Without bi-partisan support, the Aldrich Plan never gained much traction. Then in 1912, Democratic nominee Woodrow Wilson was elected President. Wilson worked with Senator Carter Glass and others in revising the Aldrich Plan to address the concerns of rural Americans. The key alteration was changing the Federal Reserve from a privately owned institution into an independent government agency overseen by a board whose chairman would be appointed by the President with the advice and consent of the US Senate. This structure ensured that different parts of the country had equal say in how the Fed would be run vs. an elite group of east coast bankers. With this alternation, the plan gained bipartisan support and The Federal Reserve Act of 1913 was passed.
US Federal Reserve Era – Act I (1913 - 1929)
The newly created Federal Reserve was successful in adding stability to the banking system. Having an elastic money supply meant that the Fed could smooth out the interest rate cycle by taking counter cyclical measures. Going back to our farming example, the Fed could expand the money supply in the spring when reserves were being drained out of the banking system and contract it in the fall after reserves were added back after harvest. This made it easier for banks to lend money, which was a blessing and a curse.
The ease of credit led to the speculative bubble and asset price inflation now known as the Roaring 20’s. Eventually the Fed decided they needed to do something to stem the speculation so they raised interest rates in order to make it harder for speculators to borrow money and invest in the stock market. The unintended consequence of this move was that it worked a little too well and money quickly fled out of the stock market causing the now infamous Crash of 1929. Higher interest rates and the swift shift in sentiment led to less spending in the “real economy” which created a recession that later turned into a depression. This in turn led to financial panics and bank runs. The newly formed Federal Reserve was in prime position to provide liquidity as lender of last resort, but at the time, policy prohibited the Fed from making loans to distressed member banks that lacked sufficient collateral. As such, cash-starved banks failed by the thousands.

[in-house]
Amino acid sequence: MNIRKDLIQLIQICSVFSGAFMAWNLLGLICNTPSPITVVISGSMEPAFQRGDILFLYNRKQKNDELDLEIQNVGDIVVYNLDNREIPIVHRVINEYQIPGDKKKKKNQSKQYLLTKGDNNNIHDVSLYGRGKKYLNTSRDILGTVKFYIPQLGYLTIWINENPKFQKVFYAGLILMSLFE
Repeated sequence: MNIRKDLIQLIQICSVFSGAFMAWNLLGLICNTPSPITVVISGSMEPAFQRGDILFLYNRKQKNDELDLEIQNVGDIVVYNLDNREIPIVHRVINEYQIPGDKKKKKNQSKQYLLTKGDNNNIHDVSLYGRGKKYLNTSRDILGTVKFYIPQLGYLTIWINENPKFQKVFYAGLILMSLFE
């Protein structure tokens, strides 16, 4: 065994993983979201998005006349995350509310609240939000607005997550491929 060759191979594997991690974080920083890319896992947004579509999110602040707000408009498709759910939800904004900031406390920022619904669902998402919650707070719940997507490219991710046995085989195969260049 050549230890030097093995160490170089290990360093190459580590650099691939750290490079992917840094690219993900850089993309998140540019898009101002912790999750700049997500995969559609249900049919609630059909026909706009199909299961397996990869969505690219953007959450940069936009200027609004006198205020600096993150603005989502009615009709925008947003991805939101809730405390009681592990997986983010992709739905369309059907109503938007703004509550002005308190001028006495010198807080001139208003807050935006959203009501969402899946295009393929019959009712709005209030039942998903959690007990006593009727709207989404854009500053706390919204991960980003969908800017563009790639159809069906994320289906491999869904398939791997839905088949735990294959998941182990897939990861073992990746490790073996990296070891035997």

The Fed’s first foray into being a lender of last resort to quell financial panics was a complete failure, but all was not lost as lessons were learned and the Fed was given even more power to fight the next crisis. This pattern of expanding the Fed’s reach in response to market turmoil has been a common theme over the Fed’s century long history and is the topic of next week’s Insight.
Author Elliott Orsillo, CFA is a founding member of Season Investments and serves on the investment committee overseeing the management of client assets. He spent nearly ten years as a financial analyst and portfolio manager working primarily with institutional clients prior to co-founding Season Investments. Elliott earned a bachelor's degree in Engineering from Oral Roberts University and a master's degree from Stanford University in Management Science & Engineering with an emphasis in Finance. Elliott and his wife Gigi have three children and like to spend their time outdoors enjoying everything the great state of Colorado has to offer.